- Associate Professor
- University of Cincinnati Blue Ash College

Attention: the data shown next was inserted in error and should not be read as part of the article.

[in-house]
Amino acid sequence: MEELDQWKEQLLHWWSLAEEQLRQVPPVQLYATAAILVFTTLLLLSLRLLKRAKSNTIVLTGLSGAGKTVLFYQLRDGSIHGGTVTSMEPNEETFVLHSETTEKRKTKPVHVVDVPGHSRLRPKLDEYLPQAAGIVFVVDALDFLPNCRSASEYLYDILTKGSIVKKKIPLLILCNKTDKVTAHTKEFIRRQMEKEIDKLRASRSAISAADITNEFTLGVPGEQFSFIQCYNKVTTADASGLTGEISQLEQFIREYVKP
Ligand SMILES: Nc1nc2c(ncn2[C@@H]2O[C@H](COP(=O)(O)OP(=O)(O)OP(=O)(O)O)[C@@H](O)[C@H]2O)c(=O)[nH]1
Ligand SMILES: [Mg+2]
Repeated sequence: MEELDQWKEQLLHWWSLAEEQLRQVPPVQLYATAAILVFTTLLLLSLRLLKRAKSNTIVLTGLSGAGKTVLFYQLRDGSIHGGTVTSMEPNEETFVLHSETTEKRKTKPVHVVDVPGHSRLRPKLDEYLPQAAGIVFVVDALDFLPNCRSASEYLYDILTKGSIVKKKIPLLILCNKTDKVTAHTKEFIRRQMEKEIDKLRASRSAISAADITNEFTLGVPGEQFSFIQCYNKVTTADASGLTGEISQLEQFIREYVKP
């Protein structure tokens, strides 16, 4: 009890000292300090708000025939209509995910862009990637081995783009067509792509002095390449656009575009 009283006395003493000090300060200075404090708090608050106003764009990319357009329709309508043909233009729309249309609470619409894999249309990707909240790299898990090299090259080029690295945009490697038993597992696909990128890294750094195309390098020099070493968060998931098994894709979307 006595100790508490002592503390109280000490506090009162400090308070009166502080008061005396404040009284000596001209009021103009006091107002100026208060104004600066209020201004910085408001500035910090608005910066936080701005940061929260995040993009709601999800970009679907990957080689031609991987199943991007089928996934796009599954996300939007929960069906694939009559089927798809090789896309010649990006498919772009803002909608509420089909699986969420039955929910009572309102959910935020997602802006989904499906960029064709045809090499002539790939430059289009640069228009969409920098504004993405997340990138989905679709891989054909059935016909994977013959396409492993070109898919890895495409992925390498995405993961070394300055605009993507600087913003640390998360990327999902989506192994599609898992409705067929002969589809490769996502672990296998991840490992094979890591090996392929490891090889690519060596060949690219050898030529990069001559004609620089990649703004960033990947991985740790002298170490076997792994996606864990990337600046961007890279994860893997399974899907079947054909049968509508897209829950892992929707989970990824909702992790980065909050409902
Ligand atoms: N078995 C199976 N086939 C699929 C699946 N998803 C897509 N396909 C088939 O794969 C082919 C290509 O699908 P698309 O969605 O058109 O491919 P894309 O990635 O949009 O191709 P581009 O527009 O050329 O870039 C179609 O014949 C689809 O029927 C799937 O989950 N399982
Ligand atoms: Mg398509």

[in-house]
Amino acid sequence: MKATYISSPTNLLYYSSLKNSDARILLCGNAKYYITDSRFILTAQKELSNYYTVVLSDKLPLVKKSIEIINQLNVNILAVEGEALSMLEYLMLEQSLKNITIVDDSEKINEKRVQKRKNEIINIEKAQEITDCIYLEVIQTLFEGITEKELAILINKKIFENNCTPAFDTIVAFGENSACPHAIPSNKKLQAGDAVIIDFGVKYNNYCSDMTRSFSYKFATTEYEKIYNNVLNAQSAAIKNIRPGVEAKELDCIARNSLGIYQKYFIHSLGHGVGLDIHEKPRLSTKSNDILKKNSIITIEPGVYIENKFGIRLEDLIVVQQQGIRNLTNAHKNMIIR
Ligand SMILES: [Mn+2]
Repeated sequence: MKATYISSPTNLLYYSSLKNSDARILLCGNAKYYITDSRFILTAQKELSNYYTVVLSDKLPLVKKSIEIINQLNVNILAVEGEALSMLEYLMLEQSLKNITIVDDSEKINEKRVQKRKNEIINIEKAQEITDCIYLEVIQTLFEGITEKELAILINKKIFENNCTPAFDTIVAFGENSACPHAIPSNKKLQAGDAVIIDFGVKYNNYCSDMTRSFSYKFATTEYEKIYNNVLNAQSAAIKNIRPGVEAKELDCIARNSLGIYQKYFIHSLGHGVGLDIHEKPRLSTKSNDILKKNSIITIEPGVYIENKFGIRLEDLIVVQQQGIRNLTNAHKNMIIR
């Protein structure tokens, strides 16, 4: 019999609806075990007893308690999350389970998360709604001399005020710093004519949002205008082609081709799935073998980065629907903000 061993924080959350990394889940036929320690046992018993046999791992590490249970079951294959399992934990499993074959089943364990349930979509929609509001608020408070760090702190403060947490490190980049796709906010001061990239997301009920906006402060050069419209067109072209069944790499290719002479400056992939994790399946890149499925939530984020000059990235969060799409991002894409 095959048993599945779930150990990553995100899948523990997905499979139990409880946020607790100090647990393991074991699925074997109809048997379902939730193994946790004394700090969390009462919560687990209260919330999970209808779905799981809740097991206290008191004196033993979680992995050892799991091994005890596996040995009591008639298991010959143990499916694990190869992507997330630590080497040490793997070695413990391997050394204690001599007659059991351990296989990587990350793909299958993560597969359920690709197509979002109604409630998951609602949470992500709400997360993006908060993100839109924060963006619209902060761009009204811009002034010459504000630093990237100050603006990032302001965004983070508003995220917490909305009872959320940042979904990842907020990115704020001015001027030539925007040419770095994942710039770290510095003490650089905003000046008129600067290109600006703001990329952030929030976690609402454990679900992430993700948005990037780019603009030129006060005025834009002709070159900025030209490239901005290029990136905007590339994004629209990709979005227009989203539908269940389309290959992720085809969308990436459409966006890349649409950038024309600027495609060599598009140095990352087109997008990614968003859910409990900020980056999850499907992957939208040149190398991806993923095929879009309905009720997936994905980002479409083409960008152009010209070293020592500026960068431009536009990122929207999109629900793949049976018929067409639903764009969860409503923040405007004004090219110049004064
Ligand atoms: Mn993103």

Over the past half-century, suburbia in the United States has continued to expand at a phenomenal pace. The unique structure of these suburbs, comprised of single-family homes and dependent on automobiles, has created a fossil fuel intensive system that is one of the United States’ primary contributors to climate change. This project is about how the key driver of that system is race. After the successes of the civil rights movement, suburban whites used zoning, development, and transportation policy to try and limit access to the suburbs by people of color. These efforts were successful in some instances, and failed in others, but the overall result has been the continued growth and entanglement of metropolitan racial inequality and fossil fuel dependent sprawl across the United States.